The Fangirl Verdict

Completely biased reviews and fangirling

Review: Warrior Baek Dong Soo

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THE SHORT VERDICT:

Warrior Baek Dong Soo is an odd creature of a show that just adds up to way more than the sum of its parts.

Show’s got flaws galore – it’s not all that well-written, logic fails abound, pacing is uneven in spots, and the ending, uh, leaves a lot to be desired – but in spite of it all, somehow, it works (for the most part). It managed to keep my attention, creep under my skin, and eventually worm its way into my heart, when I wasn’t looking.

In the end, this show grabbed my heart way more than I’d expected – and I’m not just talking about the easy-on-the-eyes male leads either.

Warrior Baek Dong Soo OST – 야뇌

THE LONG VERDICT:

WHAT’S HELPFUL TO KNOW

It’s almost always helpful to manage expectations, and I think that applies to Warrior Baek Dong Soo more than most shows. Here’s a handy list of things to keep in mind, to help maximize your enjoyment of this show:

1. Don’t expect a history lesson.

Heck, don’t even expect logic. This is not just a fusion sageuk, it’s a fusion sageuk based on a manhwa. I only stumbled on that tidbit on it being based on a manhwa when I was 25 episodes into my watch, and the realization made me go, “OH. Well, THAT explains why the logic stretches so fantastically. Y’know, this would’ve been really useful information, like, 25 episodes ago!” Which is why I’m telling you now. You’re welcome. 😉

2. Think of it as Poetry, not Prose.

There are many times that the character motivations make no sense and we don’t get answers – satisfying or otherwise – as to why our characters choose to behave in various ways. It helps to just think of it as all being in service of making this show one big, indulgent expression of poetry. It’s beautiful, it’s emotional, and sometimes, it just doesn’t make sense.

[SPOILERS]

Example 1

A pretty good minorish example of not a lot of sense-making in the show, is in episode 5 when Dae Po (Park Won Sang) sacrifices his life in a losing duel with Chun (Choi Min Soo), in order to buy time for Crown Prince Sado (Oh Man Suk) to get away.

Instead of running away, Sado lingers until Dae Po’s almost dead before he finally leaves. Which makes no sense, and makes Dae Po’s sacrifice not very worthwhile. Also, by that time, Dae Po’s way too weak to actually stop Chun, yet Chun keeps on fighting Dae Po instead of going after Sado, who is his real target.

Example 2

Another, more major, example of the lack of logic is in episode 13, in the aftermath of Sado’s death. Woon apologizes tearfully to all the people whose deaths he helped cause. Dong Soo, delirious with disbelief and rage, draws his sword on Woon. Ji Sun puts herself in harm’s way and gets herself stabbed by Dong Soo’s sword in a not-very-plausible attempt to save Woon.

Dong Soo puts her on his back and takes off running to get help for her, but she pleads with him that she wants to go back to Sado’s body. So Dong Soo brings a badly injured Ji Sun BACK to where she got stabbed, so that she can cling to Sado’s body, WHILE a broody injured Woon sits nearby. And all Dong Soo can do is sob and ask her not to die.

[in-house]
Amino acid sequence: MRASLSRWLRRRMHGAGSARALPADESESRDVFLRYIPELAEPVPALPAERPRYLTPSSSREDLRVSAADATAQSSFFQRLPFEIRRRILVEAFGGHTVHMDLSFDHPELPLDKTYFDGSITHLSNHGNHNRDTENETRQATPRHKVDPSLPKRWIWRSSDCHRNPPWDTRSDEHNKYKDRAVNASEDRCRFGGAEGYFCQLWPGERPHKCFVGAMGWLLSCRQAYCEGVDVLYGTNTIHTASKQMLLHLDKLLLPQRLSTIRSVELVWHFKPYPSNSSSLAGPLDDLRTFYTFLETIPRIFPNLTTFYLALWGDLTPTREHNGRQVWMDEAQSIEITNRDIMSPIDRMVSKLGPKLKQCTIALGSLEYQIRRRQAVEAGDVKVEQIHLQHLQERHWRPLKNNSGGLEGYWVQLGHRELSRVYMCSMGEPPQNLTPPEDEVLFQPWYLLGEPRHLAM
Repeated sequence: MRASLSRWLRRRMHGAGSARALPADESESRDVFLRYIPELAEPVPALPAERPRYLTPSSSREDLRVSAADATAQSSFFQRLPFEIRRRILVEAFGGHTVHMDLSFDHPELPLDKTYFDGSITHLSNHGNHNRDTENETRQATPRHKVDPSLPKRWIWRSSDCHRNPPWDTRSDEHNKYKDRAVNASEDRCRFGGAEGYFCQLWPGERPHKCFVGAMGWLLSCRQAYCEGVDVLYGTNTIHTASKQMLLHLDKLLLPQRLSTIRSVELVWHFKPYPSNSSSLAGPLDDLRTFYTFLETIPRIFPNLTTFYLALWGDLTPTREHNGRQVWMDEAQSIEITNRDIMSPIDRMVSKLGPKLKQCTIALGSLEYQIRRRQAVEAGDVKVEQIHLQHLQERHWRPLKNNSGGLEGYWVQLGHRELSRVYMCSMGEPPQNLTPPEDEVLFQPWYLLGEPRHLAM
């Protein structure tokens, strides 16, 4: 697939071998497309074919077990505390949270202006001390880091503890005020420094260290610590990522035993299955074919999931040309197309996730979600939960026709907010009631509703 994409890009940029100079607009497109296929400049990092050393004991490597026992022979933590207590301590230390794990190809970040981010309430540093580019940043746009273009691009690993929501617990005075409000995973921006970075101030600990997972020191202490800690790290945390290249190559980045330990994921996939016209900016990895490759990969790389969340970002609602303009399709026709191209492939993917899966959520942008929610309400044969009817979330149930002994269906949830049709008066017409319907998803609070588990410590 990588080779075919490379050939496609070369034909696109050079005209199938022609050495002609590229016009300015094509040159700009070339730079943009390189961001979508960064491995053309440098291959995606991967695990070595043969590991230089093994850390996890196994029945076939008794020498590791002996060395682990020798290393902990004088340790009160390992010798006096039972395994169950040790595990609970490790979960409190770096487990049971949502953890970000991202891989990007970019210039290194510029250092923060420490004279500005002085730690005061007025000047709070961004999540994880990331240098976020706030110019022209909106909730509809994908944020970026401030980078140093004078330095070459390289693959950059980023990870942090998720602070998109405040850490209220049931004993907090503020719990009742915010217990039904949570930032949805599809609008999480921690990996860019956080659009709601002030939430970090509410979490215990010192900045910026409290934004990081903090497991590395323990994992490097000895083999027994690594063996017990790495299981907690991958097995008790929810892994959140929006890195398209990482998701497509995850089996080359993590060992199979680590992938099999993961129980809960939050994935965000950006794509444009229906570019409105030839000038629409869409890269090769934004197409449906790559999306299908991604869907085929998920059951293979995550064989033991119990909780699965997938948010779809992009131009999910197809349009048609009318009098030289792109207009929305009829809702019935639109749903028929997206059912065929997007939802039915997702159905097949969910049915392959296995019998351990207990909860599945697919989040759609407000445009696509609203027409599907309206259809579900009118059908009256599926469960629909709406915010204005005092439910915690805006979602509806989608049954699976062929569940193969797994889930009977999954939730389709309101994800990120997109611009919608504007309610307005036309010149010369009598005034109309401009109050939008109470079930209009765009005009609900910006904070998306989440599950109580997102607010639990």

The entire scene is extremely dysfunctional and illogical, so much so that it would probably actually hurt your brain to try and rationalize the multiple times in the scene the characters behave in bemusing ways. Just accepting it as poetry that doesn’t need to make sense, helps a lot.

[END SPOILERS]

3. Our story is made up of several acts.

I lost count, but it’s something like 5. And the various acts sometimes have little to do with each other. This means that at times, the story seems to shift gears quite abruptly, and leaves certain – sometimes long-running – arcs behind. It helps to keep the different acts in mind, so that you don’t feel like you’re getting drama whiplash.

4. Think bromance, not romance.

A loveline is introduced fairly early in the show, but don’t put too much thought into it, because:

(a) Neither does writer-nim. We don’t get much screentime dedicated to the lovelines, and the romance doesn’t resonate through most of the show; and

(b) Our supposed leading lady Ji Sun is played by Shin Hyun Bin, who is quite possibly the most wooden actress I have ever seen. She’s literally expressionless through most of the show. Which, really, is a blessing in disguise. Because the scenes where she was required to emote were, quite frankly, really painful to watch. For her, expressionless worked better.

Basically, she’s there so that both our male leads can fall in love with her (never mind why they’re so in love with her; they just are), to create an added layer of angst for our star-crossed bromance, which does seem to be the point of this show.

5. Dae Ung is a cockroach

Park Chul Min’s character of Dae Ung is one of the most annoying characters in the show. Dae Ung isn’t a major baddie in the show, but he’s hateful, vengeful, and obnoxious enough that I honestly couldn’t wait for someone to put him out of his misery (ok, more like my misery, but that’s just a technicality, right?).

It kinda helps, if you just think of him as a resilient cockroach that will. not. die.

The consolation is that he eventually does. Just, don’t get your hopes up too early, is all.

PERSONAL HIGHLIGHTS

Despite the political machinations, the lack of logic and the uneven pacing through much of the show, there was enough to keep me sufficiently engaged and invested through to the end.

Mostly, I came to care about our characters and their relationships. Of course, that includes the bromantic tension between Woon and Dong Soo, as well as their personal growth journeys. It didn’t hurt that Show’s quite lovely to look at a lot of the time. Plus, the OST is strong, stirring and evocative too.